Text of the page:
Leukemia and Myelodysplastic Syndrome (MDS)
*Types of leukemia include: AML, ALL, CML, CLL, HCL
Leukemia is a cancer of early blood-forming cells, most frequently of the white blood cells although some leukemias begin on other blood cell types. Leukemia can be described as fast-growing (acute) or slow growing (chronic). The different types of leukemia have varied outlooks and treatment options.
There are 2 main types of acute leukemia:
• Acute myeloid leukemia (AML)
• Acute lymphoblastic leukemia (ALL)
There are 3 main types of chronic leukemia
• Chronic myeloid leukemia (CML)
• Chronic lymphocytic leukemia (CLL)
• Hairy cell leukemia (HCL)
Chronic leukemias are generally slow-developing, long-term conditions. Hairy cell leukemia is a very rare type of chronic leukemia. The most commonly diagnosed leukemia in adults is CLL and AML.
Causes, Risk Factors & Symptoms of Leukemia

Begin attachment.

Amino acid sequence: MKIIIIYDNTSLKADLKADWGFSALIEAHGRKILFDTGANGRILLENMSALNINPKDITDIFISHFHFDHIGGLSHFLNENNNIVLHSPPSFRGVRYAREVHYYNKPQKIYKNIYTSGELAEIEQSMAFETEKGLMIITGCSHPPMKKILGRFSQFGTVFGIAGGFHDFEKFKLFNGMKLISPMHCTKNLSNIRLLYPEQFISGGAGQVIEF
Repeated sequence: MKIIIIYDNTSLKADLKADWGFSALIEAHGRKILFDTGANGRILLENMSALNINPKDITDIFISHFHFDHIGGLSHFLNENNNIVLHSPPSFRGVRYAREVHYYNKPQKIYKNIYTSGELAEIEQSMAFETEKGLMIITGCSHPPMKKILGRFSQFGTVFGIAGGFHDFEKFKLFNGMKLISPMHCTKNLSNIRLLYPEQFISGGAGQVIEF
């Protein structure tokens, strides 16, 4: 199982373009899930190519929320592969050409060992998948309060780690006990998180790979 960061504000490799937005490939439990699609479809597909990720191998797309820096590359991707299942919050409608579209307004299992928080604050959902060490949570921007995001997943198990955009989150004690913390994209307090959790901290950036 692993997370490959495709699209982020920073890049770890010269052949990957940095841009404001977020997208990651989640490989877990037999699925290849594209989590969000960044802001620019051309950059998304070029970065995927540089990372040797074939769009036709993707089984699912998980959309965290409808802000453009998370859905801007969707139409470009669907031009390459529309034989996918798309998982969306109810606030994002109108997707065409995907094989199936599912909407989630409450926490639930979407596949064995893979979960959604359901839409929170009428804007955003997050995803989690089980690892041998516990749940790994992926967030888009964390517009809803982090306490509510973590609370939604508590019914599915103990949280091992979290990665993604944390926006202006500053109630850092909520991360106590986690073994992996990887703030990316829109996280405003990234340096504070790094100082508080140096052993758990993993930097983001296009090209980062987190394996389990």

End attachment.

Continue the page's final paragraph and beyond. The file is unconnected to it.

Leukemia has many associated risk factors which are sometimes common to the various types, but most of the time are dependent upon the specific type of leukemia diagnosed. Many people who develop leukemia do not have any of those risk factors.
They are sometimes common to the different types but are mostly dependent on the type of leukemia involved. Many patients that develop leukemia do not present any of those risk factors.
Risk factors include:
• Being male or caucasian
• Aged over 70
• A predisposing hematological disorder such as myelodysplastic syndrome
• A family history of CLL or lymphoma or any other blood cancer
• Previous chemotherapy or radiotherapy treatment
• Exposure to chemicals such as benzene or radiation
• Smoking, especially after the age of 60
The risk factors for childhood leukemia are similar to the above, although risk factors specific to childhood leukemia include:
• Having a sibling with leukemia
• Exposure to x-rays, cigarette smoke or alcohol before birth
• A history of MDS or aplastic anemia
• Chemotherapy or other drugs/treatments that weaken the immune system
• Genetic disorders such as Down syndrome and Fanconi anemia
Leukemia symptoms vary widely, often depend on the type of leukemia involved and most leukemia symptoms are non-specific. Symptoms of leukemia include:
• Easy bruising or bleeding
• Weight loss
• Loss of appetite
• Night sweats
• Petechiae (flat, pinpoint spots under the skin caused by bleeding) (acute forms)